A week ago, his White House dream was on life support, but Joe Biden roared back on Super Tuesday — the former vice president racked up wins in at least eight states and put rival Bernie Sanders on notice.
“They don’t call it Super Tuesday for nothing!” crowed the jubilant Biden in an event at the Baldwin Hills Recreation Center in Los Angeles.
A cumulative 1,357 delegates were up for grabs on the most jam-packed day of primary season, which spread across 14 states that stretched from coast-to-coast and included American Samoa.
Biden struck early and often, building off of his massive campaign-saving victory in Saturday’s South Carolina primary by notching commanding wins in two other eastern seaboard states, Virginia and North Carolina.
“Those who have been knocked down, counted out, left behind, this is your campaign!” Biden said. “Just a few days ago the press declared the campaign dead. And then came South Carolina. And they had something to say about it!”
They weren’t the only ones.
Within seconds of the polls closing at 7 p.m. local time, Virginia, home to 99 delegates, was called for Biden, giving him his first state of the night.
The triumph was expected for Biden according to the most recent polling headed into Super Tuesday, but even the rosiest projections failed to capture the extent of his Old Dominion dominance.
Biden tallied 53.2 percent of votes, more than doubling Sanders’ 23.1 percent, with 99 percent of precincts reporting, according to CNN.
The blowout was more than just a moral victory for the Biden camp, as delegates are dished out not on a winner-takes-all basis, but in proportion to vote totals to any candidate that clears the 15-percent threshold.
To clinch the nomination — and avoid a contentious brokering process at the Democratic National Convention in July — a candidate must get the backing of 1,991 total delegates.
Sanders responded with an equally resounding early victory in his home state of Vermont, good for the biggest share of 16 delegates, but the wins kept on coming for Biden.
North Carolina (110 delegates), Tennessee (64), Alabama (52), Oklahoma (37) and Arkansas (31) all broke Biden’s way, as strong voter turnout among the African-American community helped prop up his so-called firewall across the South.
But perhaps his most significant victories were upsets in Massachusetts and Minnesota.
The victory in the Bay State, packed with 91 delegates, was a crushing blow to Massachusetts Sen. Elizabeth Warren, who placed a disappointing third in her home state — a finish that left her campaign on the ropes.
Biden also edged out Sanders, whose far-left politics align much more closely with Warren.
Meanwhile, polls projected that Sanders would sink Biden in the Land of 10,000 Lakes after Minnesota Sen. Amy Klobuchar announced the suspension of her floundering campaign on the eve of Super Tuesday.
Despite her endorsing Biden on the way out the door, Klobuchar’s exit was initially expected to clear a path for Sanders. But Biden managed to pull off a Midwest upset, despite investing next to nothing in the state.
“We won Minnesota because of Amy Klobuchar!” Biden told his boosters in no uncertain terms. “We are very much alive.”
He also gave shoutouts to ex-Texas Rep. Beto O’Rourke and former South Bend, Ind. Mayor Pete Buttigieg, like Klobuchar one-time White House aspirants who abandoned their own campaigns and coalesced around the last, best hope of moderate Democrats in 2020.
The last-minute boosts for Biden came as many within the party establishment feared that Sanders — a self-described democratic socialist — could run away with the race.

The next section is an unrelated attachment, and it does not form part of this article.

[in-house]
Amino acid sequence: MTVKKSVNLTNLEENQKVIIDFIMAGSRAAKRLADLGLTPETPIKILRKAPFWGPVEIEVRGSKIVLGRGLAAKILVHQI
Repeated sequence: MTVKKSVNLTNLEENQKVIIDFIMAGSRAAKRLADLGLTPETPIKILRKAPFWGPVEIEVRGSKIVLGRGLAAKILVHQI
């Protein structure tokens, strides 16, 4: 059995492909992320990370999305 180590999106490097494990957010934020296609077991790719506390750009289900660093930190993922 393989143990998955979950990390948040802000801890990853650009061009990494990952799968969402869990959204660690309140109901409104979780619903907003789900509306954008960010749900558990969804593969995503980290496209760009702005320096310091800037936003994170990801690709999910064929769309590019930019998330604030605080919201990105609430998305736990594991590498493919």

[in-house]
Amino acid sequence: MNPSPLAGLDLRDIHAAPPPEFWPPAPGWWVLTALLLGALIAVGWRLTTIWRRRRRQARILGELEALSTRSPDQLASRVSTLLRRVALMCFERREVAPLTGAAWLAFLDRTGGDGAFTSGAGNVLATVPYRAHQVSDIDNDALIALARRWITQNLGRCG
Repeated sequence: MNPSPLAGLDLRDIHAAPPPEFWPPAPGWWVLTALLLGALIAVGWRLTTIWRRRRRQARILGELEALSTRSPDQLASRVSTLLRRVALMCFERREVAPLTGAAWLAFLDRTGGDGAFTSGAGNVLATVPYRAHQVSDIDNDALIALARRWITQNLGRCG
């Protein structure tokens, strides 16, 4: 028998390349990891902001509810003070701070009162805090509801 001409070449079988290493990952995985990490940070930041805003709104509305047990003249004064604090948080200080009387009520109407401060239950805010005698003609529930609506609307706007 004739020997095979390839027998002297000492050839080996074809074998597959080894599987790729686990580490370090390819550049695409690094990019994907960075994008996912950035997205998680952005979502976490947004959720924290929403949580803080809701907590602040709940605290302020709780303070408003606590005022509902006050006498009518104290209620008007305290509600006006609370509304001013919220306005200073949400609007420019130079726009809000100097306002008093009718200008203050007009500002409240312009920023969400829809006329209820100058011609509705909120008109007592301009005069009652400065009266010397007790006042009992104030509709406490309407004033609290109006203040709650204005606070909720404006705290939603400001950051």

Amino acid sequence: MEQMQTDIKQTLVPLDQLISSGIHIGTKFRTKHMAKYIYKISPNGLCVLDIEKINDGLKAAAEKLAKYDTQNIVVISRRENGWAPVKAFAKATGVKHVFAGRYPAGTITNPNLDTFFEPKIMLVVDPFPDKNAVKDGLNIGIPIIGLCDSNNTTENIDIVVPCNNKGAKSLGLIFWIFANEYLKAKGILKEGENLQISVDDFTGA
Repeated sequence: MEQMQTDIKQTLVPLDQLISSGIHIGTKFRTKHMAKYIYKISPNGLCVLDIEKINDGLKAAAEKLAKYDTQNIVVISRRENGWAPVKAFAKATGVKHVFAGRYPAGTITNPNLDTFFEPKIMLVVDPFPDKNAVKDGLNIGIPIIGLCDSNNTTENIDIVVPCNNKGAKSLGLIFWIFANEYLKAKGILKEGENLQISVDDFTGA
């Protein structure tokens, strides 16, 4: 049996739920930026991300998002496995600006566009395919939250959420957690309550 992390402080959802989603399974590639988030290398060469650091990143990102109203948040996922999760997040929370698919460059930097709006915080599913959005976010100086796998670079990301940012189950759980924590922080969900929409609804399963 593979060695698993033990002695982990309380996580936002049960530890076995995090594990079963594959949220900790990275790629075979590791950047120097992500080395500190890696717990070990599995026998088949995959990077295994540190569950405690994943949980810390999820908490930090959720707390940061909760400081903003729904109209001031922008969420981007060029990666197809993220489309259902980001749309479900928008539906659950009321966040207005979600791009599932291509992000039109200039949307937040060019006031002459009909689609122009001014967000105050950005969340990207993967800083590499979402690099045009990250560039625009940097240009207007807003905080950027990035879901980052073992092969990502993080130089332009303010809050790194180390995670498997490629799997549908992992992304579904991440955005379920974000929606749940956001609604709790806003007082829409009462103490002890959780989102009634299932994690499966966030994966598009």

As Sanders’ momentum grew, so too did the dread among Democratic moderates and the party’s establishment that the Vermont senator’s left-wing policies and revolutionary rhetoric could not only undercut his electability against President Trump in November — but harm Democratic efforts to retake the U.S. Senate.
While Biden more than resuscitated his campaign, Sanders hardly left Super Tuesday empty-handed.
In addition to Vermont, he struck back in a big way out West, capturing California, the day’s biggest single prize with 415 delegates.
Sanders also romped in Colorado and Utah, home to 67 and 29 delegates, respectively.
In a raucous campaign event of his own in Essex Junction, Vermont, Sanders didn’t sweat the early returns.
“Tonight I tell you with absolute confidence we’re going to win the Democratic nomination and we are going to defeat the most dangerous president in the history of the country,” said Sanders.
Nor did he signal any willingness to blunt the pointed politics that landed him in moderates’ crosshairs.
“We’re not only taking on the corporate establishment, we’re taking on the political establishment,” Sanders told supporters.
“We’re going to win because the people understand it is our campaign, our movement, which is best positioned to defeat Trump,” he said. “You cannot beat Trump with the same old, same old kind of politics.”
Where Sanders’ all-in approach buoyed him with his base, Warren limped through a nightmarish Super Tuesday as the race increasingly looked like a two-horse race.
Warren’s third-place finish in her home state was actually her most successful outing of the night, as she was on pace to pocket 10 Massachusetts delegates, RealClearPolitics projected as of 11 p.m.
She also picked up a single delegate each in Colorado and North Carolina, but was shut out elsewhere.
Former New York Mayor Mike Bloomberg — a late entrant who has reportedly poured over $500 million of his own fortune into the race — fared little better.
He won only American Samoa, and was projected by RealClearPolitics to pick up a handful of delegates elsewhere, topped by eight from Colorado.
Hawaii Rep. Tulsi Gabbard, forging ahead despite not even earning a debate invite for months, was blanked nationwide, according to the site.
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